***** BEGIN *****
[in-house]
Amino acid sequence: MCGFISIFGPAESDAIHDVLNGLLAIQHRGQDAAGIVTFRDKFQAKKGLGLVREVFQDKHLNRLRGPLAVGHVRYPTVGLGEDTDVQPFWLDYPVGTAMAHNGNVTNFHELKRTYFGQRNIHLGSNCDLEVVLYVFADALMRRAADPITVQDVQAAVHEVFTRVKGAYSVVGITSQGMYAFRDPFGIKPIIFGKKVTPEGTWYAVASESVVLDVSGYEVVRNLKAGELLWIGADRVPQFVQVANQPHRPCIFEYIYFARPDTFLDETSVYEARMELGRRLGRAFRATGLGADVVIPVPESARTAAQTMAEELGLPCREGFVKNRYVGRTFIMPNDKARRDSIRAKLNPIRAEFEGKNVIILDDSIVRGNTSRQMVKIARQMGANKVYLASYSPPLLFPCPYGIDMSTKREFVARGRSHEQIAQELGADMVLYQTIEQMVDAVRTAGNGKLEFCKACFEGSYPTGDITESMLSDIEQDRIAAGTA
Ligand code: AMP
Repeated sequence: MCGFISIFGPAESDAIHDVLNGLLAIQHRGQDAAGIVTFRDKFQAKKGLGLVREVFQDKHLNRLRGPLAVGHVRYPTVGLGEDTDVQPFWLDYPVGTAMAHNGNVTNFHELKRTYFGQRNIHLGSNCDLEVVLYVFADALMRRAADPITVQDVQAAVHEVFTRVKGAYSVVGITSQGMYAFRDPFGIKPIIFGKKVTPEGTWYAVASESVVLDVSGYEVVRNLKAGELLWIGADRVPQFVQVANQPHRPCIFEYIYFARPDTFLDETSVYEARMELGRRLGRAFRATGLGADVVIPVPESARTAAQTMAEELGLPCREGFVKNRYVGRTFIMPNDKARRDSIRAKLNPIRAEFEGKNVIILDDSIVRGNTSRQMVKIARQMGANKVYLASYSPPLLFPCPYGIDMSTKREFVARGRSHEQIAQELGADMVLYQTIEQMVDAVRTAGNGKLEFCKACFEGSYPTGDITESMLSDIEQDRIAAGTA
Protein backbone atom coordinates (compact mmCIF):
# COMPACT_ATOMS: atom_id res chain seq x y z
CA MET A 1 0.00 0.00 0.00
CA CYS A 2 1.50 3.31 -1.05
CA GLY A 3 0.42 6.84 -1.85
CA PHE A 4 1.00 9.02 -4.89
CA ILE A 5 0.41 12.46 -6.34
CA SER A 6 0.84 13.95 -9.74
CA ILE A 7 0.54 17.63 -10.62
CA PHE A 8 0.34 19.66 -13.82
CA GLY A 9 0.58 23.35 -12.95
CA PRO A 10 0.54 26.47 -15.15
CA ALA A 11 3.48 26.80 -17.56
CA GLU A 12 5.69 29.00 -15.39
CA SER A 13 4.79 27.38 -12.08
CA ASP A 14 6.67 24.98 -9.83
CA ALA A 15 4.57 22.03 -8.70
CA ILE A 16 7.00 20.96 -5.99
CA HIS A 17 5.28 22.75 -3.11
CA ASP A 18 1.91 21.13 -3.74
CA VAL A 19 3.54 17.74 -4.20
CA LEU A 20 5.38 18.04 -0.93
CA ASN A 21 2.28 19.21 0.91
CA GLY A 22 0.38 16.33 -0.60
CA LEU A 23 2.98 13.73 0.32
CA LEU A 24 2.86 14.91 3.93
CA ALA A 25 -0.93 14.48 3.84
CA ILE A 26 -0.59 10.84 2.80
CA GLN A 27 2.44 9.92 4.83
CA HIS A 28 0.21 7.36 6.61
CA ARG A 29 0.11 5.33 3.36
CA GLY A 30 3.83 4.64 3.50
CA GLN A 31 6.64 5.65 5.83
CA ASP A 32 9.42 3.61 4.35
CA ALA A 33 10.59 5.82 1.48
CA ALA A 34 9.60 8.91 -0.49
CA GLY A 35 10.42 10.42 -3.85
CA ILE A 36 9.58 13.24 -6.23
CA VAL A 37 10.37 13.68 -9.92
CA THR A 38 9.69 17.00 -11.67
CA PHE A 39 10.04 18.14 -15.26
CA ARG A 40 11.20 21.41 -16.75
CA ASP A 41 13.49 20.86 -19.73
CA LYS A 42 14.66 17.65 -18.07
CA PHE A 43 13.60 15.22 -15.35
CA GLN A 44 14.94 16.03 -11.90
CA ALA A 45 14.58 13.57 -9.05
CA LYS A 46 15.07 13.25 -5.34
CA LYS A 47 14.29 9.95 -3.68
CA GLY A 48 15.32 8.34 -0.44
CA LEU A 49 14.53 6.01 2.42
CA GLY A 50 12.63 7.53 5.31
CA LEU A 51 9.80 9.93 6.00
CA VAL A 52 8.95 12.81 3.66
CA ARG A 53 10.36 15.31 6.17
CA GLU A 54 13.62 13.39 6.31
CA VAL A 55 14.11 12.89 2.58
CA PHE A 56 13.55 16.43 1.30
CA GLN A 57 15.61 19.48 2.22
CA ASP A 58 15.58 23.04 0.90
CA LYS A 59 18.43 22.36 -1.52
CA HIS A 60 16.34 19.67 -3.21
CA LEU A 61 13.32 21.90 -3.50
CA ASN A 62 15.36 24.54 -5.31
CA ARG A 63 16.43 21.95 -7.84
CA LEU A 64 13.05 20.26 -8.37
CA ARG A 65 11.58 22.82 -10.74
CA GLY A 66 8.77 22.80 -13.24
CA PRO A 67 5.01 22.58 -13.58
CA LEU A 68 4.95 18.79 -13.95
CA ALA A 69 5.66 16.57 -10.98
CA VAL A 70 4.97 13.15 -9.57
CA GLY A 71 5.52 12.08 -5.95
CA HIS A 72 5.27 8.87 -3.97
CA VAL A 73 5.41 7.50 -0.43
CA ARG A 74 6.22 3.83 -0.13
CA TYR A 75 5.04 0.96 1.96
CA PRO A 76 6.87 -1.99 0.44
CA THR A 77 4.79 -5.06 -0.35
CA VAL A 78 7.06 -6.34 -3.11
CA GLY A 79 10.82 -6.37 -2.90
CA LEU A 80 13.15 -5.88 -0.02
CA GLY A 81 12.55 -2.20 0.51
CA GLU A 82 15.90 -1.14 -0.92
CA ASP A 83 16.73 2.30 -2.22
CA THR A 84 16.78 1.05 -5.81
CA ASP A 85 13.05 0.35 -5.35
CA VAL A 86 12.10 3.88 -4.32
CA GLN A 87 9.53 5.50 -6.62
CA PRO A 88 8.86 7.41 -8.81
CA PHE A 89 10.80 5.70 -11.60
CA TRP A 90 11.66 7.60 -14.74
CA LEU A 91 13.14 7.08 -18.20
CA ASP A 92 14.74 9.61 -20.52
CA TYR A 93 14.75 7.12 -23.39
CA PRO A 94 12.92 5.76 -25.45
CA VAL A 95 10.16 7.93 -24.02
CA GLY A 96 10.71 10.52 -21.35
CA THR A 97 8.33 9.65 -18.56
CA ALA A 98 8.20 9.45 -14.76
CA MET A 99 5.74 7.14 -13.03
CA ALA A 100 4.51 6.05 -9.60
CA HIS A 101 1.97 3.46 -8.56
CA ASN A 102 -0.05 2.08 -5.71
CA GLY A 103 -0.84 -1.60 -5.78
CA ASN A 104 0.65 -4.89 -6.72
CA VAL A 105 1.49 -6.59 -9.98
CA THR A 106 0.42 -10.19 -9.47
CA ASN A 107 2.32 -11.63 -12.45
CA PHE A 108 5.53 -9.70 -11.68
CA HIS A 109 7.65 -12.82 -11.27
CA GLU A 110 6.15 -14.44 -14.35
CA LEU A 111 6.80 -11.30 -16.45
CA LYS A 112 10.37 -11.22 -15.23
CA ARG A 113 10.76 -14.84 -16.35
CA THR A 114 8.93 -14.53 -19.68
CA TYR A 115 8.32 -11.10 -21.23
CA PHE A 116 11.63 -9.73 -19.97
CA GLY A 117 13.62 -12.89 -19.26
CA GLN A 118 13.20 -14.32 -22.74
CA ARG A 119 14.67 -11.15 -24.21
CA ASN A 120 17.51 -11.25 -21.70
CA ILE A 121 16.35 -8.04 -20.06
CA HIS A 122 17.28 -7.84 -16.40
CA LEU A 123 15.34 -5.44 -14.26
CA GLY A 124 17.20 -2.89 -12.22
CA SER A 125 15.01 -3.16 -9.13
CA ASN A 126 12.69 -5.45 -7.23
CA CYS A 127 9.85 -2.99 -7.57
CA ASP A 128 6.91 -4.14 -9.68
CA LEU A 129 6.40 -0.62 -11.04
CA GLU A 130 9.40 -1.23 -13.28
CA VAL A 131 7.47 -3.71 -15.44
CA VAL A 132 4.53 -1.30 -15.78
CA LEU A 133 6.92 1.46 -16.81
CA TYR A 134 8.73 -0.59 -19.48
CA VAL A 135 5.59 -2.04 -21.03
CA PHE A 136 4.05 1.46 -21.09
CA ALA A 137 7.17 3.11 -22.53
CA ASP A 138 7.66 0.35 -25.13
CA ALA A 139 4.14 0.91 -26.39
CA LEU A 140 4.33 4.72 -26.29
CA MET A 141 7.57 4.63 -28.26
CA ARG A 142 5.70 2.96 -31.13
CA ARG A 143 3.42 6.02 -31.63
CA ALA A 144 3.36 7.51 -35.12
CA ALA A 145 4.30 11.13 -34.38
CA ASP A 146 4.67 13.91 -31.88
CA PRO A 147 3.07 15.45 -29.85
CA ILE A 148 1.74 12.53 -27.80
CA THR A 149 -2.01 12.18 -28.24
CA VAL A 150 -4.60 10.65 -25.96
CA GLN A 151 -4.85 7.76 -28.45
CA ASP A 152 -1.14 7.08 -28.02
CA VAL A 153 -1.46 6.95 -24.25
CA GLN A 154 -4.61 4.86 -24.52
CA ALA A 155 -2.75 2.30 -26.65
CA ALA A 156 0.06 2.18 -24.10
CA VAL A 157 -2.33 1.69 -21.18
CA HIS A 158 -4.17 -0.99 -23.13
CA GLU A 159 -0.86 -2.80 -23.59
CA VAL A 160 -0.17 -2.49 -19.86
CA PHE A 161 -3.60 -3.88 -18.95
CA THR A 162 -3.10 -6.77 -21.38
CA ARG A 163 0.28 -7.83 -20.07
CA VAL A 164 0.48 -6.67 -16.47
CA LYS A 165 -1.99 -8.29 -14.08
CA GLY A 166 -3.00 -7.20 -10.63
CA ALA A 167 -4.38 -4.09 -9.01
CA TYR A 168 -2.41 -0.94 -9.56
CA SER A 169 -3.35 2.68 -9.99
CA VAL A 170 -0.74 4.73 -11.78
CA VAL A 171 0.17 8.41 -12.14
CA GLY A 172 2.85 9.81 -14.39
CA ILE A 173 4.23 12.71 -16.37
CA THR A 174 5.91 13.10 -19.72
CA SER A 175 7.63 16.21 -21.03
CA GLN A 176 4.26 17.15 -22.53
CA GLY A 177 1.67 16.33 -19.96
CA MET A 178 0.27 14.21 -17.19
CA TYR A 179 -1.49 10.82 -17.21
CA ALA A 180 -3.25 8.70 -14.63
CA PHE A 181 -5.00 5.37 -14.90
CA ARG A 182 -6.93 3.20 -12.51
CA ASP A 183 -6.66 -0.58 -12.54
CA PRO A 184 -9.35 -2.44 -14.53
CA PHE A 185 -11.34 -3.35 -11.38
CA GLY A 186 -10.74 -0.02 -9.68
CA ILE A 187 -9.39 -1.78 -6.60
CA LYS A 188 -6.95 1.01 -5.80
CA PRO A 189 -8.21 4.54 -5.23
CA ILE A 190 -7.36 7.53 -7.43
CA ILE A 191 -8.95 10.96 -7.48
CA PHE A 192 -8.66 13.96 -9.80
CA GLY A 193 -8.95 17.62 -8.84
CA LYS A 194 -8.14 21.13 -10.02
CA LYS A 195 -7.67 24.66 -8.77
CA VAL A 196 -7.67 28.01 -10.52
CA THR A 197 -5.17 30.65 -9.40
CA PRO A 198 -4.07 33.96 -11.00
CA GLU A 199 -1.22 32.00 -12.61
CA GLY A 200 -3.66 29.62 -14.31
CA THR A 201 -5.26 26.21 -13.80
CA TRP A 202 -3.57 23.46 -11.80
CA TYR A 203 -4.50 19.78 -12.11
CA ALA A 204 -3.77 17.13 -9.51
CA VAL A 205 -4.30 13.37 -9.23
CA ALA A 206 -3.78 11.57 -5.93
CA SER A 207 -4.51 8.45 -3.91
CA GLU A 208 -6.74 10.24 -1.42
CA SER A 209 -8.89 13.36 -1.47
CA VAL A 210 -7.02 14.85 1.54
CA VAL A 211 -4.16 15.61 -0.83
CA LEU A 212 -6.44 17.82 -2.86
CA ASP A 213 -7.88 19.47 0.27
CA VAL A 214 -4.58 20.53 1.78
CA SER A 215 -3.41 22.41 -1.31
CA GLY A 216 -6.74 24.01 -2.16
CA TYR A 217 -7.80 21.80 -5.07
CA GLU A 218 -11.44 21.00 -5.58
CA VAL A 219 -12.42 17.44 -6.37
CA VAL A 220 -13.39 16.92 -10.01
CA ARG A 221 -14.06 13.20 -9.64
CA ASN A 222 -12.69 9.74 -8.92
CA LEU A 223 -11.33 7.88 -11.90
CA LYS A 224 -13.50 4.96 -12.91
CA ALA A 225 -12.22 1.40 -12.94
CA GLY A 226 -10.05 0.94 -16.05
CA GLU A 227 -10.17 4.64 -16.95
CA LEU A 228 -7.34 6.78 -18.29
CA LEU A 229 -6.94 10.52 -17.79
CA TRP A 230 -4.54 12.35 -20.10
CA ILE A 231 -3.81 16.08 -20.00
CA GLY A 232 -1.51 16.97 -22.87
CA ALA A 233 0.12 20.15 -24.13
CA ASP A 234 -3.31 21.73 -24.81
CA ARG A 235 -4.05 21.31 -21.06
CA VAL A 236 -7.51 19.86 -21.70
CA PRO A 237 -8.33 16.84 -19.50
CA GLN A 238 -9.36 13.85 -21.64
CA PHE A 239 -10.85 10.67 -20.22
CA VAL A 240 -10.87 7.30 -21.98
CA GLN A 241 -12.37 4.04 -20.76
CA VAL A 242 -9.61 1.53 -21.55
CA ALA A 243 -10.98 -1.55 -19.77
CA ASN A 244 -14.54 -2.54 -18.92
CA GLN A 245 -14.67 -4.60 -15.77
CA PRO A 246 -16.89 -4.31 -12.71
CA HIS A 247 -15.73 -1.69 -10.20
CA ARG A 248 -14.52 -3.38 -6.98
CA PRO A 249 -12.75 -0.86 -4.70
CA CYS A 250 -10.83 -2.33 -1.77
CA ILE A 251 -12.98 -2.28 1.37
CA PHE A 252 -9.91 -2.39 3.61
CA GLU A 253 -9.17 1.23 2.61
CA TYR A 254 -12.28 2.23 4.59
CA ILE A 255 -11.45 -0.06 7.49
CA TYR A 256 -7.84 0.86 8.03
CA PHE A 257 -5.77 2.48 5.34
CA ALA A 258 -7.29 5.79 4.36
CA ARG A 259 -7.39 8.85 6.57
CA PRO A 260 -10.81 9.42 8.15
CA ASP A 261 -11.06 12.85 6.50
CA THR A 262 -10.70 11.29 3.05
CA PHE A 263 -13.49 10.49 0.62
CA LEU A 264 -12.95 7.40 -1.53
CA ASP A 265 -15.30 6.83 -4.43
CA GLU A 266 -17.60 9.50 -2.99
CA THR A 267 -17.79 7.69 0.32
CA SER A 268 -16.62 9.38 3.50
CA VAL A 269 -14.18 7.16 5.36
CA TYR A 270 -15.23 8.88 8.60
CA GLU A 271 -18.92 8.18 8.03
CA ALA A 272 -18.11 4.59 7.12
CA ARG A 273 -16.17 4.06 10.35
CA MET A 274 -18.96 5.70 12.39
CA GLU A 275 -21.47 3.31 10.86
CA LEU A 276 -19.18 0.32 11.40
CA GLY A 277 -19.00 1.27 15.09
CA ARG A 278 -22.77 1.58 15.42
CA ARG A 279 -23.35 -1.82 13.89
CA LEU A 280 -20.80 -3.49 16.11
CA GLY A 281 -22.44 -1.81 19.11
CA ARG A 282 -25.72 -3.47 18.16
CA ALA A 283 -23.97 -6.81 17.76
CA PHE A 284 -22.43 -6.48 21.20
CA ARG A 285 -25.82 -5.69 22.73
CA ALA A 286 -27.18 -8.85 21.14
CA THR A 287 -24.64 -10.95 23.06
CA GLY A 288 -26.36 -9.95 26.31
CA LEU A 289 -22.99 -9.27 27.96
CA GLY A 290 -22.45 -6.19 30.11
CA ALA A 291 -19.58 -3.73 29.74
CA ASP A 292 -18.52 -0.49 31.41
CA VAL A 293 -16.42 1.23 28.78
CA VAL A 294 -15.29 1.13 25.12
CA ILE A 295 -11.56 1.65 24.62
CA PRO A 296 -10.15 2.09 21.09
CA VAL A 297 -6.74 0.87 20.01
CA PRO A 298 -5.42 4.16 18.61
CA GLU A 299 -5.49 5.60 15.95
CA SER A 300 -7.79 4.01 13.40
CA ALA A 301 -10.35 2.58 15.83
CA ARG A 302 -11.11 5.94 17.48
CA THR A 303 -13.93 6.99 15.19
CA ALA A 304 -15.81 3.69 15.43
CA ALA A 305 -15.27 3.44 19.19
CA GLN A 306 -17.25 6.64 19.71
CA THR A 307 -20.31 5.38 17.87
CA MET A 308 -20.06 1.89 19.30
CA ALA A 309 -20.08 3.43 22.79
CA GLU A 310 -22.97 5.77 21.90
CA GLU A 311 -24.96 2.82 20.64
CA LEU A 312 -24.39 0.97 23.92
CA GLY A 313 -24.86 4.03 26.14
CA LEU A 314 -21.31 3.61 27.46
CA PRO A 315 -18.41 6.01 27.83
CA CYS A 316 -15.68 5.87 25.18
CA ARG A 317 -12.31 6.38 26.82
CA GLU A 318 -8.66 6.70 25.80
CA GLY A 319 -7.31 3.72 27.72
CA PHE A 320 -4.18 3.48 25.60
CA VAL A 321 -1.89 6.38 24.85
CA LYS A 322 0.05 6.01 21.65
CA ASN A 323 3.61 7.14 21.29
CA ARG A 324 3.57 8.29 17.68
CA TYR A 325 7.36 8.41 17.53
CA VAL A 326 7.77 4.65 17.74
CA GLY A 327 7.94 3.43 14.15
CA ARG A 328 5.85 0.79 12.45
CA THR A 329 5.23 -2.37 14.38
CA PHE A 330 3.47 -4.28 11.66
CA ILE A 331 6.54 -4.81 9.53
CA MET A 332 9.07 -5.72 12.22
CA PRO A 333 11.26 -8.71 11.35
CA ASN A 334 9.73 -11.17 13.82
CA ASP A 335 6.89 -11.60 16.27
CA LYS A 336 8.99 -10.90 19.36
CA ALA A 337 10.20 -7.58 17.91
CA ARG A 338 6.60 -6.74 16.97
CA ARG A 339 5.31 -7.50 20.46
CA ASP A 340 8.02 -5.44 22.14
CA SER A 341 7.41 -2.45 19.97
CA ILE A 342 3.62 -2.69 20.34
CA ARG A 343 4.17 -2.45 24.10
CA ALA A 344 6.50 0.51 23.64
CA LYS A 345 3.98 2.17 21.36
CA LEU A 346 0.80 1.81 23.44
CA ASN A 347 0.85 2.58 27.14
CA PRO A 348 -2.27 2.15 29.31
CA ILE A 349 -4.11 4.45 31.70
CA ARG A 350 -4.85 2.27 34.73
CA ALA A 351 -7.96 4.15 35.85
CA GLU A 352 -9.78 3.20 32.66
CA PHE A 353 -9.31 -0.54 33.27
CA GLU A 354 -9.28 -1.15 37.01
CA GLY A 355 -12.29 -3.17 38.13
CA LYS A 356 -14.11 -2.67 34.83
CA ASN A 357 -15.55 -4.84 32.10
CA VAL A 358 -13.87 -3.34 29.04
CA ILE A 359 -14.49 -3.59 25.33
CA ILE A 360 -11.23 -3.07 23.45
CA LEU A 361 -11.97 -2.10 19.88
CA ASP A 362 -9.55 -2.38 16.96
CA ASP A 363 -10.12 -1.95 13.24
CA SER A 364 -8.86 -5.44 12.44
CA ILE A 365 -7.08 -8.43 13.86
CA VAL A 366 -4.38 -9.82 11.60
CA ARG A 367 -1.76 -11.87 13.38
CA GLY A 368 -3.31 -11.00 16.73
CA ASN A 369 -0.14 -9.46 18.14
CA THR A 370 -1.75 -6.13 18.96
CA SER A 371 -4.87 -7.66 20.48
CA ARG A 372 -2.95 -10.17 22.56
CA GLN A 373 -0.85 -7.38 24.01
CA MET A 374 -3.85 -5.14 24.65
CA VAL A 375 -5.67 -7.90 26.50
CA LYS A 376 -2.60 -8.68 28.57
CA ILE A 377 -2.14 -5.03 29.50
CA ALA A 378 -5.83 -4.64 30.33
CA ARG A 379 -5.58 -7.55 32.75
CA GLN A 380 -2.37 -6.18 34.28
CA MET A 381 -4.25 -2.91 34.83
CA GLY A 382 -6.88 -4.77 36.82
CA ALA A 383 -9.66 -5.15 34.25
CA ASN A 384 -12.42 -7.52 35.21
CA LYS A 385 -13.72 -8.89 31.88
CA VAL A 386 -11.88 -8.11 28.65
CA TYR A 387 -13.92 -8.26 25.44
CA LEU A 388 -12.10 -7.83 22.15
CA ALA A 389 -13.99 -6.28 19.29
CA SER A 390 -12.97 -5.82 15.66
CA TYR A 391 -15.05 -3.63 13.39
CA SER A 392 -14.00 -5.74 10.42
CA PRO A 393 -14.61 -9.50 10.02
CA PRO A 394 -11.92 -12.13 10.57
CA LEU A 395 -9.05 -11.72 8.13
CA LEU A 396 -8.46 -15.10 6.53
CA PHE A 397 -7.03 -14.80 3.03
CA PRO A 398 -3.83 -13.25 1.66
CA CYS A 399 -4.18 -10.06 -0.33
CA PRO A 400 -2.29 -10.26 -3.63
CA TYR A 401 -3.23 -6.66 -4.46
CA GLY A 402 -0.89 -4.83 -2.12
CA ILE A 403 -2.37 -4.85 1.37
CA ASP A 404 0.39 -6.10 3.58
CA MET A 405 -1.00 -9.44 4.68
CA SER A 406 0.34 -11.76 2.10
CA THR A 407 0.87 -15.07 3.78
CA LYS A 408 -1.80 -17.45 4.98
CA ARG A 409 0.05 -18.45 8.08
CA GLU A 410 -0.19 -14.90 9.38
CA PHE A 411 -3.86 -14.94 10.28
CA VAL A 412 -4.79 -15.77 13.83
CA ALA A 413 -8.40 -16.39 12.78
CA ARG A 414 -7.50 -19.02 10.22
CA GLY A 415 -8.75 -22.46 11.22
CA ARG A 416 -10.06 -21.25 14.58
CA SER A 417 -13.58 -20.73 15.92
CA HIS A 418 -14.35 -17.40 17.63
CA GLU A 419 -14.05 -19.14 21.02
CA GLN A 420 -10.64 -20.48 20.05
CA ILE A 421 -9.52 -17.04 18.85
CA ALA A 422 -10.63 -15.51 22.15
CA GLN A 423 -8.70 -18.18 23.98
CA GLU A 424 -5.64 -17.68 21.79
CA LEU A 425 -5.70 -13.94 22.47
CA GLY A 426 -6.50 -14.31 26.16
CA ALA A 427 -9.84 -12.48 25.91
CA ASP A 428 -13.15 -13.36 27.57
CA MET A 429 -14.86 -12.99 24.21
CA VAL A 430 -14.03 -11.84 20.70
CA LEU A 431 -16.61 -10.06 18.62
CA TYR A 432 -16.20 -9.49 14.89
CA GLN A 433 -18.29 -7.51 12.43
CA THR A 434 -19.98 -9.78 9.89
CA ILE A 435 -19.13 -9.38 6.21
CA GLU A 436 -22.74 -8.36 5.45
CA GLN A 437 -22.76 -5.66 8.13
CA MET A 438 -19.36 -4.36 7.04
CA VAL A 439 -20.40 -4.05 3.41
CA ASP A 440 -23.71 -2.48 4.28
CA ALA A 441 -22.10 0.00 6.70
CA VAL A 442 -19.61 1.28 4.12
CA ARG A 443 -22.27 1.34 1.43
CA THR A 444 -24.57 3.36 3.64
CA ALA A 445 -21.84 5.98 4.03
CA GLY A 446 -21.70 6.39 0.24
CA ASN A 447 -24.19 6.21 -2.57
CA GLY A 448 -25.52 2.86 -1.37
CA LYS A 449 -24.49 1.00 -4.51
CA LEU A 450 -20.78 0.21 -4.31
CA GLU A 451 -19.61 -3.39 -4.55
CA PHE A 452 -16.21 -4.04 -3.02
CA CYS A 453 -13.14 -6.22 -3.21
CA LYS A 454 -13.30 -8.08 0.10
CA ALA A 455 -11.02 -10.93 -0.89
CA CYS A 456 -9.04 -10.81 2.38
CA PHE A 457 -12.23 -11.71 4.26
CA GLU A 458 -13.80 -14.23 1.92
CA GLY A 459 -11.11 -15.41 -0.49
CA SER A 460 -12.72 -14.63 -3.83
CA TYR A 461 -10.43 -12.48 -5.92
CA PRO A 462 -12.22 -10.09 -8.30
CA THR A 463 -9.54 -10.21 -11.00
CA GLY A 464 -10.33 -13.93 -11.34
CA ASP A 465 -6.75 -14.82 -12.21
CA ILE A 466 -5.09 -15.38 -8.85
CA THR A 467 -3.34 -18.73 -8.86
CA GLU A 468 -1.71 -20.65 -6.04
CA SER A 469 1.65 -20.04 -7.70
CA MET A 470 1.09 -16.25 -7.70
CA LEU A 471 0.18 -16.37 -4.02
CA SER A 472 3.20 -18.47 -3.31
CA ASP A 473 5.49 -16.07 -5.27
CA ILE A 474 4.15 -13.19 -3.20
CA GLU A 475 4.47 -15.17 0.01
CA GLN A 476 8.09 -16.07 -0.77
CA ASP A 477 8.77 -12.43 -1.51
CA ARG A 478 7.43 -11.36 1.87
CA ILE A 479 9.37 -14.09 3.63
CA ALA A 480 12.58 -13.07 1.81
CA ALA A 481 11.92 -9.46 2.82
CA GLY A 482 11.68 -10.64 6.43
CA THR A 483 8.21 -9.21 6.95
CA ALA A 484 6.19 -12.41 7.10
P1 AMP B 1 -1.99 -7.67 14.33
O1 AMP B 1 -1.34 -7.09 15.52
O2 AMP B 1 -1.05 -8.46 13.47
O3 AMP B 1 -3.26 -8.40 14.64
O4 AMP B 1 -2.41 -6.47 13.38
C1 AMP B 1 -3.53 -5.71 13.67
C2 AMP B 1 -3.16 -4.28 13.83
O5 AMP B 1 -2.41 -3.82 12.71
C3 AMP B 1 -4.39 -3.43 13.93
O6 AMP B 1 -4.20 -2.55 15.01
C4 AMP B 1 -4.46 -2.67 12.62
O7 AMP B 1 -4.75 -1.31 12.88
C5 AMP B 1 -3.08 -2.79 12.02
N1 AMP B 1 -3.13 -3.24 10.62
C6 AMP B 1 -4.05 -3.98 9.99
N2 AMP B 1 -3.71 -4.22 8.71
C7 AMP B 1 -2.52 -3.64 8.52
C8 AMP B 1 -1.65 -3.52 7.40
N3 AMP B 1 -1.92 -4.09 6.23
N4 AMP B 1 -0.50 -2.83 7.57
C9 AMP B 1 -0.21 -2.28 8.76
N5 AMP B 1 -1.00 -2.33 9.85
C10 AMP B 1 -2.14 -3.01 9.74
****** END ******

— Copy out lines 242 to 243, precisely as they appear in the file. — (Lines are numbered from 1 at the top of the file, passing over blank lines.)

CA VAL A 236 -7.51 19.86 -21.70
CA PRO A 237 -8.33 16.84 -19.50